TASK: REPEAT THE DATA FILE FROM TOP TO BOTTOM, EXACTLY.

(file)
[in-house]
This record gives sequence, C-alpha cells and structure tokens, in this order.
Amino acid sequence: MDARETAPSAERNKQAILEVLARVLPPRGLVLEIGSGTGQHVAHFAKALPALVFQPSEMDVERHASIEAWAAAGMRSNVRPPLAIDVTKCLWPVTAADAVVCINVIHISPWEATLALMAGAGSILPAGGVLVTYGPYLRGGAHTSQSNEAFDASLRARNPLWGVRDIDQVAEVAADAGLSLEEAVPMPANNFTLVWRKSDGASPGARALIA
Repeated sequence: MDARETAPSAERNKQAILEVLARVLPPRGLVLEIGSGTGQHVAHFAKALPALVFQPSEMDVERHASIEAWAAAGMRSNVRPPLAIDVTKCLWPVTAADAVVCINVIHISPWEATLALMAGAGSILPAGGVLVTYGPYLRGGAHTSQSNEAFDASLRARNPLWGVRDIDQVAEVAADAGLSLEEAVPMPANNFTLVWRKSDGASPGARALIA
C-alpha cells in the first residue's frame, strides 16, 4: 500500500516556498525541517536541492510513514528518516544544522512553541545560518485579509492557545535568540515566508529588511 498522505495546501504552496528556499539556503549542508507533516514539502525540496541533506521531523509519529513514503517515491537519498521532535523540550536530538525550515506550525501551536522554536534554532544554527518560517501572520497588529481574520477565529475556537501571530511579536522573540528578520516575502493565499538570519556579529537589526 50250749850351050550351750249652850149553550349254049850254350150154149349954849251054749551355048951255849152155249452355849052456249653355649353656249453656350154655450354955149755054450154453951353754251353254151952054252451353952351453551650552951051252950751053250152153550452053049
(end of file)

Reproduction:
[in-house]
This record gives sequence, C-alpha cells and structure tokens, in this order.
Amino acid sequence: MDARETAPSAERNKQAILEVLARVLPPRGLVLEIGSGTGQHVAHFAKALPALVFQPSEMDVERHASIEAWAAAGMRSNVRPPLAIDVTKCLWPVTAADAVVCINVIHISPWEATLALMAGAGSILPAGGVLVTYGPYLRGGAHTSQSNEAFDASLRARNPLWGVRDIDQVAEVAADAGLSLEEAVPMPANNFTLVWRKSDGASPGARALIA
Repeated sequence: MDARETAPSAERNKQAILEVLARVLPPRGLVLEIGSGTGQHVAHFAKALPALVFQPSEMDVERHASIEAWAAAGMRSNVRPPLAIDVTKCLWPVTAADAVVCINVIHISPWEATLALMAGAGSILPAGGVLVTYGPYLRGGAHTSQSNEAFDASLRARNPLWGVRDIDQVAEVAADAGLSLEEAVPMPANNFTLVWRKSDGASPGARALIA
C-alpha cells in the first residue's frame, strides 16, 4: 500500500516556498525541517536541492510513514528518516544544522512553541545560518485579509492557545535568540515566508529588511 498522505495546501504552496528556499539556503549542508507533516514539502525540496541533506521531523509519529513514503517515491537519498521532535523540550536530538525550515506550525501551536522554536534554532544554527518560517501572520497588529481574520477565529475556537501571530511579536522573540528578520516575502493565499538570519556579529537589526 50250749850351050550351750249652850149553550349254049850254350150154149349954849251054749551355048951255849152155249452355849052456249653355649353656249453656350154655450354955149755054450154453951353754251353254151952054252451353952351453551650552951051252950751053250152153550452053049